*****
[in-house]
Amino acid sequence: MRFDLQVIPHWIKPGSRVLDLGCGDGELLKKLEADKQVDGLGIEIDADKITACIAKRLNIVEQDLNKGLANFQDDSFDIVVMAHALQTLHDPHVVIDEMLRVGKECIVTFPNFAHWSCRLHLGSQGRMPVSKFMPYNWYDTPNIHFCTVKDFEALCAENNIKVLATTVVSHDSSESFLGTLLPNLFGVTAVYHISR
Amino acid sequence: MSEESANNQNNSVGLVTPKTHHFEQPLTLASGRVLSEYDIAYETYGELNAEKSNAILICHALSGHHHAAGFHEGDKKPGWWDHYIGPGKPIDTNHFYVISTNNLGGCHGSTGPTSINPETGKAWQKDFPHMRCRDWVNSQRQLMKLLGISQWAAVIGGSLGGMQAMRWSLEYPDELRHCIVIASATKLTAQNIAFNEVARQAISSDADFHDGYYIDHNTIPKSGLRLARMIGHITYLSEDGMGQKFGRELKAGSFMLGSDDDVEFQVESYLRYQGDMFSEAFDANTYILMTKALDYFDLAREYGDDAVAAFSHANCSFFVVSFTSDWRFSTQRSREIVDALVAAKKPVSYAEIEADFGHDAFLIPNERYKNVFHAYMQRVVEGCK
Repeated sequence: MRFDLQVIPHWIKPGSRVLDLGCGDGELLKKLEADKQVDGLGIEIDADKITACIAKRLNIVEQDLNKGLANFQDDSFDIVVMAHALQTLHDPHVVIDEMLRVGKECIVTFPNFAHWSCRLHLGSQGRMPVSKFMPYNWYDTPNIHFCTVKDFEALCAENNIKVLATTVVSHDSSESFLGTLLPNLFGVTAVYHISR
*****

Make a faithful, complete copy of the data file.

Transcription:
[in-house]
Amino acid sequence: MRFDLQVIPHWIKPGSRVLDLGCGDGELLKKLEADKQVDGLGIEIDADKITACIAKRLNIVEQDLNKGLANFQDDSFDIVVMAHALQTLHDPHVVIDEMLRVGKECIVTFPNFAHWSCRLHLGSQGRMPVSKFMPYNWYDTPNIHFCTVKDFEALCAENNIKVLATTVVSHDSSESFLGTLLPNLFGVTAVYHISR
Amino acid sequence: MSEESANNQNNSVGLVTPKTHHFEQPLTLASGRVLSEYDIAYETYGELNAEKSNAILICHALSGHHHAAGFHEGDKKPGWWDHYIGPGKPIDTNHFYVISTNNLGGCHGSTGPTSINPETGKAWQKDFPHMRCRDWVNSQRQLMKLLGISQWAAVIGGSLGGMQAMRWSLEYPDELRHCIVIASATKLTAQNIAFNEVARQAISSDADFHDGYYIDHNTIPKSGLRLARMIGHITYLSEDGMGQKFGRELKAGSFMLGSDDDVEFQVESYLRYQGDMFSEAFDANTYILMTKALDYFDLAREYGDDAVAAFSHANCSFFVVSFTSDWRFSTQRSREIVDALVAAKKPVSYAEIEADFGHDAFLIPNERYKNVFHAYMQRVVEGCK
Repeated sequence: MRFDLQVIPHWIKPGSRVLDLGCGDGELLKKLEADKQVDGLGIEIDADKITACIAKRLNIVEQDLNKGLANFQDDSFDIVVMAHALQTLHDPHVVIDEMLRVGKECIVTFPNFAHWSCRLHLGSQGRMPVSKFMPYNWYDTPNIHFCTVKDFEALCAENNIKVLATTVVSHDSSESFLGTLLPNLFGVTAVYHISR